Hair coloring is a wonderful way to enhance your beautiful hair. However, as with all chemicals, there is a chance that one will have a negative reaction to hair dyes. It is therefore important to always test the dye on a small patch of skin (i.e. behind your ears or on your elbows) before using it on your entire scalp. Performing patch tests with every application is especially important when using over-the-counter dyes, which can differ from batch to batch. It is very important to strictly adhere to the instructions that accompany the product.
In addition, your stylist should be sure to test any dye solution on your skin to rule out potentially harmful reactions. Although rare, some women do experience hair loss, burning, swelling of the scalp, itchiness, and irritation from some dyes. These symptoms are usually indicative of an allergic reaction. The ingredient in hair dyes that is usually the cause of allergic reactions is p-paraphenylenediamine. If you begin to have an allergic reaction, you should immediately discontinue the use of the product. If you experience a reaction during the dying process, the dye should be immediately washed out of your hair.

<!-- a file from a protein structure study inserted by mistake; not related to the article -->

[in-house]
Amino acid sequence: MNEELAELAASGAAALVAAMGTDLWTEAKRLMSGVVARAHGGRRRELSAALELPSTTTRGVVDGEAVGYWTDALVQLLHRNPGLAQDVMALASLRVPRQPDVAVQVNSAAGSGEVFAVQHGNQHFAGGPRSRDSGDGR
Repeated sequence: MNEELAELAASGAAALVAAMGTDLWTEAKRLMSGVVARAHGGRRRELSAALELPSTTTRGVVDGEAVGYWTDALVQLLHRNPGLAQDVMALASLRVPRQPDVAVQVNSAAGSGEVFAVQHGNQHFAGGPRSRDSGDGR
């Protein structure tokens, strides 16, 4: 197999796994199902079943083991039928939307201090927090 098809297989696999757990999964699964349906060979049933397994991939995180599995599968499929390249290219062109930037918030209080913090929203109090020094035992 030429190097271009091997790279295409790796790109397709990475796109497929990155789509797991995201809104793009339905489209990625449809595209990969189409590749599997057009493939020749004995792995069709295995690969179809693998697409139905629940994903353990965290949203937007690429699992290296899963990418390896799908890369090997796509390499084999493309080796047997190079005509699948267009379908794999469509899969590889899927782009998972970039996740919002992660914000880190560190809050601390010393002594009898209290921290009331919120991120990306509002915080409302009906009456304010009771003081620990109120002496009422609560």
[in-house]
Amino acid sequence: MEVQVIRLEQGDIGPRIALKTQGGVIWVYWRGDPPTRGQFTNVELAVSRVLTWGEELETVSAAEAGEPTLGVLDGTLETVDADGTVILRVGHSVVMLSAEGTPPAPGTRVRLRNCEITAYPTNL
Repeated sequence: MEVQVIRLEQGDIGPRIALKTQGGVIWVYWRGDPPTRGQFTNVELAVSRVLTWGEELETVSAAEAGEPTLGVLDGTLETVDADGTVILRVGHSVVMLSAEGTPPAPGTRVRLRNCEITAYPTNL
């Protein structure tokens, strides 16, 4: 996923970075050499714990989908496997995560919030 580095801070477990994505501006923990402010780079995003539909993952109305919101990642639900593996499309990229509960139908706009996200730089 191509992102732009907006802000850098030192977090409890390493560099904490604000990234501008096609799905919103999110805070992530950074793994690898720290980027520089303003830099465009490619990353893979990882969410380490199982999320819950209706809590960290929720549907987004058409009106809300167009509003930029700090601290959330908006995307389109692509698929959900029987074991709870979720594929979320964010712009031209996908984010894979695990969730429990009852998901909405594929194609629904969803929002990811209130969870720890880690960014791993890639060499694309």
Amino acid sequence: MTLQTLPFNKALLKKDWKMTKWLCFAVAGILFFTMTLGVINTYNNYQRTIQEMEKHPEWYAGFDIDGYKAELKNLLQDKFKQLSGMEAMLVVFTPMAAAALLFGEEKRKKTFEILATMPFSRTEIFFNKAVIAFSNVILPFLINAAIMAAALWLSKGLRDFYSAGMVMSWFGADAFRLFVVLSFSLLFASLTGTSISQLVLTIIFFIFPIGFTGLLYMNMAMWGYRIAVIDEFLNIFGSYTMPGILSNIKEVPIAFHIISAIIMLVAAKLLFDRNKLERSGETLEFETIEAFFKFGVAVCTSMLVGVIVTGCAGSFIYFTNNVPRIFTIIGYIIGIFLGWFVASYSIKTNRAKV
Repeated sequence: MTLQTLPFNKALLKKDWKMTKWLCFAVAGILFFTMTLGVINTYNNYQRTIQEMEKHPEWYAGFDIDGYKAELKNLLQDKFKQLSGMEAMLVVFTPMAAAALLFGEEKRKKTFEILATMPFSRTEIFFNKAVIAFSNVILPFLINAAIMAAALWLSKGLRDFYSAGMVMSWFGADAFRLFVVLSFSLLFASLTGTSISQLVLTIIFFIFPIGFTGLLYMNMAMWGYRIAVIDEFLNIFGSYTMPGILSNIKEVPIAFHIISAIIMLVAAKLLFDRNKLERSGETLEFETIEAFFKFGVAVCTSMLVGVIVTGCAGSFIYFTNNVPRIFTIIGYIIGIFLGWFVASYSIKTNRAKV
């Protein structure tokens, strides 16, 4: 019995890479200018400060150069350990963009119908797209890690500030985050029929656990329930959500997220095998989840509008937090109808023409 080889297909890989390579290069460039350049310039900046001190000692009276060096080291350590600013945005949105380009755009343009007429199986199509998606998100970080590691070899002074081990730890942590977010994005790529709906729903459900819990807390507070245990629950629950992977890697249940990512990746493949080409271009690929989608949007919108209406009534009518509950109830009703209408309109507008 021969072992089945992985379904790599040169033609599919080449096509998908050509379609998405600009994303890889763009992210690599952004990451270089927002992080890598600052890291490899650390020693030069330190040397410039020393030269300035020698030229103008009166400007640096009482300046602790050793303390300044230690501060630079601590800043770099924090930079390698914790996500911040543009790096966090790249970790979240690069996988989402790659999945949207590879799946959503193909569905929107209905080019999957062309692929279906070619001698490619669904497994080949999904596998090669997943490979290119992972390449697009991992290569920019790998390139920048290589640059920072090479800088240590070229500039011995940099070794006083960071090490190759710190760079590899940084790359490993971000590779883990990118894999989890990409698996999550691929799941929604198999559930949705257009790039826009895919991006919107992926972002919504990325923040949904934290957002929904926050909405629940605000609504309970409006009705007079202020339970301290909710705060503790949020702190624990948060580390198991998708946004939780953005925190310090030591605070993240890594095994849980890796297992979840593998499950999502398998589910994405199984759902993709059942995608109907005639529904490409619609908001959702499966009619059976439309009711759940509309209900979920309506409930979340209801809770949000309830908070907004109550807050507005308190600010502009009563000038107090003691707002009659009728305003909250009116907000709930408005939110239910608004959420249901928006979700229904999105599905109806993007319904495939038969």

Most dyes are not meant to be used on your face and should not be applied to your eyebrows, or eyelashes. Furthermore, pay close attention to the time, and don’t leave dyes on any longer than necessary. Leaving dyes on longer will not alter the color and may even damage your hair or cause it to fall out. Also, be careful not to use outdated products. Aging affects chemicals and their reactions and you may not get your desired results if you use an old product.
The Bottom Line
Do not forget that for women with brown skin that dyeing your hair can be particularly damaging. Putting your hair through too many processes at once can be very damaging and this is especially true with relaxers. The hair may become dry, form split ends, and begin to break. Excessive dyeing can also weaken your hair and make it look limp and listless. Usually it is best to dye your hair as infrequently as possible. It is also advisable not to combining processes (i.e., bleaching, coloring, relaxing, perms, etc). Always have a complete and open discussion with your hair stylist when deciding what chemical processes are best for your hair.